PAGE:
Tomorrow Today: A Local History Of The Future

Artwork by Ivan Medrano

What did the future look like to our parents when they were young?

Trends will not be a trendy word. Neither will “fashionable” be fashionable—both the word and the idea of clothing clairvoyance will be antiquated. Vanities like these will be as though old laundry, needing a wash and heavy repair. 

Clothes, as we know, are tending towards becoming a threadbare bit of history. Because soon, clothing sense can only be survival sense—at the edge of time, so to speak—as fashion is inevitably displaced by sagacity. Actually, by rock hard smarts. Social value is inescapably vested in waste-eliminating, fair trade apparel with green bona fides. Choice will be limited to the possibility of imagining ways of dressing to live. Not to, as today, dressing to kill. So to speak.

Well beyond Stella McCartney’s late 20th-century wisdom is the godlike starkness of 21st-century reality checks. That the planet cannot accommodate one more ton of quickly outdated fashion statements in a landfill may be expected to be as important a piece of wisdom as the lateness of the hour for quitting fossil fuels. 

With 2023 eyes, this forced-to-green wear is what seems inevitable: the global clothing industry in perhaps 2053 will be endlessly recyclable. Humans can imagine 30, maybe 50 years that haven’t happened yet. In that half-century ahead, we can make out what haute couture might be, however variously: radically re-engineered textiles, digitally shaped garments customized for all kinds of bodies, AI-temperature controls, shapeshifting like octopi or amoeba, and chameleon-like color-metamorphosis. We expect radically less distance between clothing surface and skin.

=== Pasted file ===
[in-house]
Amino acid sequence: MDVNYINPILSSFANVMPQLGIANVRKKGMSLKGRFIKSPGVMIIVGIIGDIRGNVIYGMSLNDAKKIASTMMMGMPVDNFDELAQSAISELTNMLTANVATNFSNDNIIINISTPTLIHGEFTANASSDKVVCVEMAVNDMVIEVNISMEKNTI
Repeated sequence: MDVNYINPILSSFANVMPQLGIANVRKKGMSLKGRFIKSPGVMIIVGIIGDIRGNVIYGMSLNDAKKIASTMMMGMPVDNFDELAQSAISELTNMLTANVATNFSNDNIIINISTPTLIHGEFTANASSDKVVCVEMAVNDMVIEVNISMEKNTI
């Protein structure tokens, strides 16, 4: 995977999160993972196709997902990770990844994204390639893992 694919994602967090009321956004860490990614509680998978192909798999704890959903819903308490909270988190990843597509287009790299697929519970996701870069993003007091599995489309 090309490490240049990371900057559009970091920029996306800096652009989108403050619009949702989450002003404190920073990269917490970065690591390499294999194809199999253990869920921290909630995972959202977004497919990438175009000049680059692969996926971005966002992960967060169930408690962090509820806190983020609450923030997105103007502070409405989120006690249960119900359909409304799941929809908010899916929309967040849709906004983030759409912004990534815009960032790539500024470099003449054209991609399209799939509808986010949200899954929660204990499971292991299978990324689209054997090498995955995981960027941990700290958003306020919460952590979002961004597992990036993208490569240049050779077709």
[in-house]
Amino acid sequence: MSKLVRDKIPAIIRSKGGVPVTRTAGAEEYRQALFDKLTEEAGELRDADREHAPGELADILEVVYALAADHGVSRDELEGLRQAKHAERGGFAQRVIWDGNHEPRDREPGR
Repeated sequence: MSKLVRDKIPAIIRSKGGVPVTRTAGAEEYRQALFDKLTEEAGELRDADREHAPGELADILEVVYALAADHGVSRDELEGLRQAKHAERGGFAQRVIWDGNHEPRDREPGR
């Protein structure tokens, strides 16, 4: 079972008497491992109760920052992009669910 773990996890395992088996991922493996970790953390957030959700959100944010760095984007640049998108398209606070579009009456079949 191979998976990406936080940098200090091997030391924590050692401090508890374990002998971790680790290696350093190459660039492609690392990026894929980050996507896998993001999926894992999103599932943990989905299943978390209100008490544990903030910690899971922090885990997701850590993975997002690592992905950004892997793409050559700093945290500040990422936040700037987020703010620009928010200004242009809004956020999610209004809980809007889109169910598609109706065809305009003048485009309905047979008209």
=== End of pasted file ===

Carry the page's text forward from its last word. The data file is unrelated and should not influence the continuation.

Change tech—from the point of view of now—has a character made by that now. We can make our clothes able to decide on its own what’s best for the day, the hour; and relationships with clothes built on climate and social extremes. We can divine that what will change is not so much the imaginings of the future, but today’s eyes, which are being focused by our imperfect grasp of technology. And so, we only indulge futurist fantasies. 

The future in the past

The current futurist fantasies are, of course, no longer futurist. The technologies already exist to realize most of the fantastic and more. And so, in truth, the idea of “futurist” is as passé as bell bottoms. Gone with The Jetsons and the word automatic, the gumption of projecting utopian or dystopian imaginings forward has been made absurd by breathtaking human folly in the face of gahdawfullest prospects. Futurist is very past tense indeed. 

To grab hold of the future in the past, a bit of mental somersaulting might help. What did the future look like to our parents when they were young? To their parents?  

At the fin de siècle from the 19th to the 20th centuries, hope in science made the future a utopian dream. A better world was plausible. Towards that vision, women raised their hemlines and lost their corsets. To be able to walk faster and unencumbered to jobs that opened up to them, they softened underlayers. Women in the Philippines looked forward to teaching in public schools that were to fashion the youth into a modern democracy’s future. They all looked forward to equality.